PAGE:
decoration decoration
Stories

GROKLAW
When you want to know more...
decoration
For layout only
Home
Archives
Site Map
Search
About Groklaw
Awards
Legal Research
Timelines
ApplevSamsung
ApplevSamsung p.2
ArchiveExplorer
Autozone
Bilski
Cases
Cast: Lawyers
Comes v. MS
Contracts/Documents
Courts
DRM
Gordon v MS
GPL
Grokdoc
HTML How To
IPI v RH
IV v. Google
Legal Docs
Lodsys
MS Litigations
MSvB&N
News Picks
Novell v. MS
Novell-MS Deal
ODF/OOXML
OOXML Appeals
OraclevGoogle
Patents
ProjectMonterey
Psystar
Quote Database
Red Hat v SCO
Salus Book
SCEA v Hotz
SCO Appeals
SCO Bankruptcy
SCO Financials
SCO Overview
SCO v IBM
SCO v Novell
SCO:Soup2Nuts
SCOsource
Sean Daly
Software Patents
Switch to Linux
Transcripts
Unix Books
Your contributions keep Groklaw going.
To donate to Groklaw 2.0:

Groklaw Gear

Click here to send an email to the editor of this weblog.


Contact PJ

Click here to email PJ. You won't find me on Facebook Donate Paypal


User Functions

Username:

Password:

Don't have an account yet? Sign up as a New User

No Legal Advice

The information on Groklaw is not intended to constitute legal advice. While Mark is a lawyer and he has asked other lawyers and law students to contribute articles, all of these articles are offered to help educate, not to provide specific legal advice. They are not your lawyers.

Here's Groklaw's comments policy.


What's New

STORIES
No new stories

COMMENTS last 48 hrs
No new comments


Sponsors

Hosting:
hosted by ibiblio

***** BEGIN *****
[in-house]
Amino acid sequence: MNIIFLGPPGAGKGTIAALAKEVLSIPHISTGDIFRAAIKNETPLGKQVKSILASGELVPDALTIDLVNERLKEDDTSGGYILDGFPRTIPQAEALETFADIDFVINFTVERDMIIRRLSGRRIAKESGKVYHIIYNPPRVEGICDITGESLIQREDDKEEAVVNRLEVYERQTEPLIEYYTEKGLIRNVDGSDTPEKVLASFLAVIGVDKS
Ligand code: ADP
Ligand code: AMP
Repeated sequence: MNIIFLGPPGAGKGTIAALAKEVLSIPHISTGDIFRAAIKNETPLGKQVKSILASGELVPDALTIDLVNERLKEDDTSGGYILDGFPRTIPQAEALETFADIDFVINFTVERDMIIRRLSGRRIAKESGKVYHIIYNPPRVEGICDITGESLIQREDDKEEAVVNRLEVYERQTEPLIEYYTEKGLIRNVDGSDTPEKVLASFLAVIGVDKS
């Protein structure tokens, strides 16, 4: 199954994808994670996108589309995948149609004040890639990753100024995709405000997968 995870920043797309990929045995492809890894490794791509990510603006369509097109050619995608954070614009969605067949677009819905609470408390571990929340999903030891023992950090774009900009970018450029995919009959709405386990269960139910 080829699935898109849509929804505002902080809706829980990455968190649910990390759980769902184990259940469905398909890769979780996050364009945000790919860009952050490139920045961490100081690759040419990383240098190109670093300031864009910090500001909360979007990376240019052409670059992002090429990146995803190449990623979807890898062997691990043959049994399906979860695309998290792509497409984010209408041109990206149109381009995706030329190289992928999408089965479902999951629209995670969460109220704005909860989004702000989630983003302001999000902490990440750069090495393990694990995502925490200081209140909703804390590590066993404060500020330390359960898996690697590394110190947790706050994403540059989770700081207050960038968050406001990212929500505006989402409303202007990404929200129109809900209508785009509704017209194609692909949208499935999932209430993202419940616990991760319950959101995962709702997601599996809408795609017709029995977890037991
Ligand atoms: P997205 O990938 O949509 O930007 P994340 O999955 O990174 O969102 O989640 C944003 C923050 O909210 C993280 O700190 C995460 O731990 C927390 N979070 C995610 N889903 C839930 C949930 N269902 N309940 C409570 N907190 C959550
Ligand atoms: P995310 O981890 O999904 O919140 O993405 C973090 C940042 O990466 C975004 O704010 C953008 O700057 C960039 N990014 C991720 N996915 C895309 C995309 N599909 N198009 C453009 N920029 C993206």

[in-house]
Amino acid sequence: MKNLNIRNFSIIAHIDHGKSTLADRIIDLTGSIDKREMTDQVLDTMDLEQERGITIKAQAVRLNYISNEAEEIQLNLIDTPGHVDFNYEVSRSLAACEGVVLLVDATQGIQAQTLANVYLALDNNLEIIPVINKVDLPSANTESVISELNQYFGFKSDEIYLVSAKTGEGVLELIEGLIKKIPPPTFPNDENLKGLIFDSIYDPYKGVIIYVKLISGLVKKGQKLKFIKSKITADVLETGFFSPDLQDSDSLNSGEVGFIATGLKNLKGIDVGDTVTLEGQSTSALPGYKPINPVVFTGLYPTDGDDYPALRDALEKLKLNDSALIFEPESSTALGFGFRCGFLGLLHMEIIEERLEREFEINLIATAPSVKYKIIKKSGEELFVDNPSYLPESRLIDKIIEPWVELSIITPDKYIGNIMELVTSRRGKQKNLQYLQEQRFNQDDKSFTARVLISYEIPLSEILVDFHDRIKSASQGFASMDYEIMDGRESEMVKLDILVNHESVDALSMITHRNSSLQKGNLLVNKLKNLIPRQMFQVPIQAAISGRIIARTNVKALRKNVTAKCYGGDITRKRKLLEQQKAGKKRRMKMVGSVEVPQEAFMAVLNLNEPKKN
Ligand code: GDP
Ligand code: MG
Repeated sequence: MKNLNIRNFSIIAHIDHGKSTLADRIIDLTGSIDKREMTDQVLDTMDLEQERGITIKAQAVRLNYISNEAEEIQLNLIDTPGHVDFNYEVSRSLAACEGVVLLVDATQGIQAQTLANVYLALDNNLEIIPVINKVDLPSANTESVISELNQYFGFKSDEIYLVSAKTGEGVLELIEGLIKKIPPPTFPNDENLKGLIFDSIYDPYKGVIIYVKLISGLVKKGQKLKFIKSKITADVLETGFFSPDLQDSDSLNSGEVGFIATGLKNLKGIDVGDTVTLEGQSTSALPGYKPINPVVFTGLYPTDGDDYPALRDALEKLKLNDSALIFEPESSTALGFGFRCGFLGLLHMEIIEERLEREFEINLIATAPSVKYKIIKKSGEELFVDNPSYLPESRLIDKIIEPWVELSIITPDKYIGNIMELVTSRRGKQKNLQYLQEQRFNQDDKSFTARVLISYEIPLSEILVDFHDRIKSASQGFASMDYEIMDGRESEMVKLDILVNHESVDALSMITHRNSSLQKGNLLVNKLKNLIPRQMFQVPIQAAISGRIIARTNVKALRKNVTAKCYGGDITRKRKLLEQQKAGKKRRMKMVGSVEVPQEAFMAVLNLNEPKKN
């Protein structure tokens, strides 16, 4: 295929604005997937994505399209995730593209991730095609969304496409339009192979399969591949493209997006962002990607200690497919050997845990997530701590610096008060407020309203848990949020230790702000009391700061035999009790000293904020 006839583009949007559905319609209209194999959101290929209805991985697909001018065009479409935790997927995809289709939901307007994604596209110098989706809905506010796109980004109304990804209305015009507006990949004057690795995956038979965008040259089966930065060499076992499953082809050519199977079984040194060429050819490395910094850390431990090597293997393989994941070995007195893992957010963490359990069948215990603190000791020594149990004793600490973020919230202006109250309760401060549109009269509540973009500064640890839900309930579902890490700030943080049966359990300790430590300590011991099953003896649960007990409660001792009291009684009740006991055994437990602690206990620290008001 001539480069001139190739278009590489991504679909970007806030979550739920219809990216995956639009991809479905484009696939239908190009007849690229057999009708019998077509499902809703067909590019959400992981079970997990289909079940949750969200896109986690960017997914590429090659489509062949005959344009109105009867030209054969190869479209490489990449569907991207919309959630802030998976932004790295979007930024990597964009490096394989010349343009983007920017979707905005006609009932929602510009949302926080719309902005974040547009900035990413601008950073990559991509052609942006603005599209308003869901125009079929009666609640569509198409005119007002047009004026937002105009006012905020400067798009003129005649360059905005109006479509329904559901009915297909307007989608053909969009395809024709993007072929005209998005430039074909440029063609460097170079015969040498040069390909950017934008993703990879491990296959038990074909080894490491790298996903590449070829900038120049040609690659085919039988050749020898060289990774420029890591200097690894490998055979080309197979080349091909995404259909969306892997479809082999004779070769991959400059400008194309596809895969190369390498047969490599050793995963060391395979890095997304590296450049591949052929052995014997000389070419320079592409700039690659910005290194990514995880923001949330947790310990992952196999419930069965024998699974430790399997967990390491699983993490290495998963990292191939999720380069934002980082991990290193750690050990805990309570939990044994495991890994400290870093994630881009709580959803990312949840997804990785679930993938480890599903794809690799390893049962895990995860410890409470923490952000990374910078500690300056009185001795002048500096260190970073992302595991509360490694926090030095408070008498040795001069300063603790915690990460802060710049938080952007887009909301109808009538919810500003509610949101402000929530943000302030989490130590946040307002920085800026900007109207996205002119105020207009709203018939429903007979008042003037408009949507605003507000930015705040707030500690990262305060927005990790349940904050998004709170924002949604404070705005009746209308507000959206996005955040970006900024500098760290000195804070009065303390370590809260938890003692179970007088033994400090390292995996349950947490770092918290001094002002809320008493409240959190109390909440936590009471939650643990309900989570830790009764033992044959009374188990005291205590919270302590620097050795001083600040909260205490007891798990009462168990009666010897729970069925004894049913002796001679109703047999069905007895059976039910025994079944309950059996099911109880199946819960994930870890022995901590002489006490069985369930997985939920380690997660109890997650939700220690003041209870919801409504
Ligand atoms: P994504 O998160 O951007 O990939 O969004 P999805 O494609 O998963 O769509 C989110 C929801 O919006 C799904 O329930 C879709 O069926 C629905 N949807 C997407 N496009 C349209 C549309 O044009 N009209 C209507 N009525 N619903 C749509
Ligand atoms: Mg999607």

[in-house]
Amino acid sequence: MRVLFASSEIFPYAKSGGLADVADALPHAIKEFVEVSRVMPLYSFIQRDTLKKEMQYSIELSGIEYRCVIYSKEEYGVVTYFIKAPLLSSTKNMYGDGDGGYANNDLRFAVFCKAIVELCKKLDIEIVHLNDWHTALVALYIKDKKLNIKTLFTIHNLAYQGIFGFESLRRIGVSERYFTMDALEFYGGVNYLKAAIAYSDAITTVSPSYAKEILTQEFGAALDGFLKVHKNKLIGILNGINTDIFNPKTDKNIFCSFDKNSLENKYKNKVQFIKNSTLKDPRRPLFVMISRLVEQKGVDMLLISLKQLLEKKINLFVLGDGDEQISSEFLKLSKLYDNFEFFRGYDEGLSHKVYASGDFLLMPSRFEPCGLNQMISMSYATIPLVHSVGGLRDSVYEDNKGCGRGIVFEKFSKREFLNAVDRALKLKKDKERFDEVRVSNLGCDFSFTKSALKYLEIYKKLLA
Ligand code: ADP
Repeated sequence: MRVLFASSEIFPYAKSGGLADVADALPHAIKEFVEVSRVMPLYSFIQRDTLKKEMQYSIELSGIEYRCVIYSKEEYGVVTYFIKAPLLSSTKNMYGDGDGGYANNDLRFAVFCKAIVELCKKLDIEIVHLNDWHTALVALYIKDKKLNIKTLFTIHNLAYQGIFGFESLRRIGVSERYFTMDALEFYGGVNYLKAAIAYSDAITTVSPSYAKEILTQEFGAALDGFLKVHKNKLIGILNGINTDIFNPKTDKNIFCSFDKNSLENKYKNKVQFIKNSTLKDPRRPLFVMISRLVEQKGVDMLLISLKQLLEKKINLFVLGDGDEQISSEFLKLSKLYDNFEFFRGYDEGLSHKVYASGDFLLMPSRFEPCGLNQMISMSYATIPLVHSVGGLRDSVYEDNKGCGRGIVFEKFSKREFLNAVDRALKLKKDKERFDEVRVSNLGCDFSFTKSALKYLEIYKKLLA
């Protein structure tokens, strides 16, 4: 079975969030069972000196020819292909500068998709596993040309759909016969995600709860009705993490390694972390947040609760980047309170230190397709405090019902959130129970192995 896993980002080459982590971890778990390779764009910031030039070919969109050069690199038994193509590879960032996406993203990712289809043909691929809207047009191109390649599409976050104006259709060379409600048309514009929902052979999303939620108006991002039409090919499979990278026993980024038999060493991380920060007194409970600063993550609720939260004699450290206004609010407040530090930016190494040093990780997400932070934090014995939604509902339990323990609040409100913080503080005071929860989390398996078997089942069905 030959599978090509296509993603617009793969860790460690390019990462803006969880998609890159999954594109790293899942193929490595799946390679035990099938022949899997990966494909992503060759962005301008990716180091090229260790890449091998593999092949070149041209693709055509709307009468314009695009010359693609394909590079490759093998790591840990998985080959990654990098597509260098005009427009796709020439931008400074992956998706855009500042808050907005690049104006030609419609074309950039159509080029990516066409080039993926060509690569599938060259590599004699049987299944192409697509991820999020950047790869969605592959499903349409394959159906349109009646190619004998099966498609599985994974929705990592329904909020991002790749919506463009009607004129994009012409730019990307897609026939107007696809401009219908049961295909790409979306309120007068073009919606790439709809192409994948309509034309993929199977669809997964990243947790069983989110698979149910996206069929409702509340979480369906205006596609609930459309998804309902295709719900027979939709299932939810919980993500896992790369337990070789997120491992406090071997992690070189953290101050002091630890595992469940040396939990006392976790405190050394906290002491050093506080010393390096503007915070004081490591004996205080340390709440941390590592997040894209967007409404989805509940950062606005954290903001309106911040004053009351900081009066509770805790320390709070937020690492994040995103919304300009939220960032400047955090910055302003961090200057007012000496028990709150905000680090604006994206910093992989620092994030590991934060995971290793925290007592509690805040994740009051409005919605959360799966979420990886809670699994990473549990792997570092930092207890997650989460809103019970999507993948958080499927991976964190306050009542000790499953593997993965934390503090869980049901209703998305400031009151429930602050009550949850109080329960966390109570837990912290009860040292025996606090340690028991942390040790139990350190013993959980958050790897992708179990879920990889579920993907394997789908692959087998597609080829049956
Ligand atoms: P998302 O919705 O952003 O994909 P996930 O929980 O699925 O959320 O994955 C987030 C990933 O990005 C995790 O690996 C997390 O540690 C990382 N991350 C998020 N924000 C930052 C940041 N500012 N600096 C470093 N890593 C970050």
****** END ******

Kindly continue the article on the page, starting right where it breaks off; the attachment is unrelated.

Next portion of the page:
On servers donated to ibiblio by AMD.

Webmaster
Risch conflates an idea with its implementation | 67 comments | Create New Account
Comments belong to whoever posts them. Please notify us of inappropriate comments.
Risch conflates an idea with its implementation
Authored by: mrisch on Friday, November 16 2012 @ 07:55 PM EST
That's totally NOT what I said. What I said is that most
software engineers believe that implementation is obvious
once you identify the problem. Coming up with the
idea/problem is NOT always obvious - often, but not always.
Maybe you would all say always, or that it shouldn't matter
(which is what I said we need to think hard about in the
law).

Thus, engineers are so skilled that the solution to the
problem, once framed, is obvious. This means that if there
are gaps in the description, they can easily filled in by
engineers. After all, filling in the gaps to implement the
idea is obvious. And that's all that patent law requires to
satisfy the enablement requirement.

That's what I said. I also mentioned that the better way to
deal with such patents is written description, if there are
gaps, it means that the original inventor didn't really
invent the implementation they are claiming 10 years later -
Lodsys is a great example of this.

[ Reply to This | Parent | # ]

By the way...
Authored by: mrisch on Friday, November 16 2012 @ 08:04 PM EST
I am willing to concede that not all patents are enabled -
that some might be difficult to implement. But if that's true,
it means that not all patents are obvious. I actually believe
that to be closer to the truth, but after slogging through
more than 1000 comments here, the consensus here seemed to be
that no, there is no such thing as a non-obvious software
patent.

[ Reply to This | Parent | # ]

  • By the way... - Authored by: Anonymous on Saturday, November 17 2012 @ 07:06 AM EST
Groklaw © Copyright 2003-2013 Pamela Jones.
All trademarks and copyrights on this page are owned by their respective owners.
Comments are owned by the individual posters.

PJ's articles are licensed under a Creative Commons License. ( Details )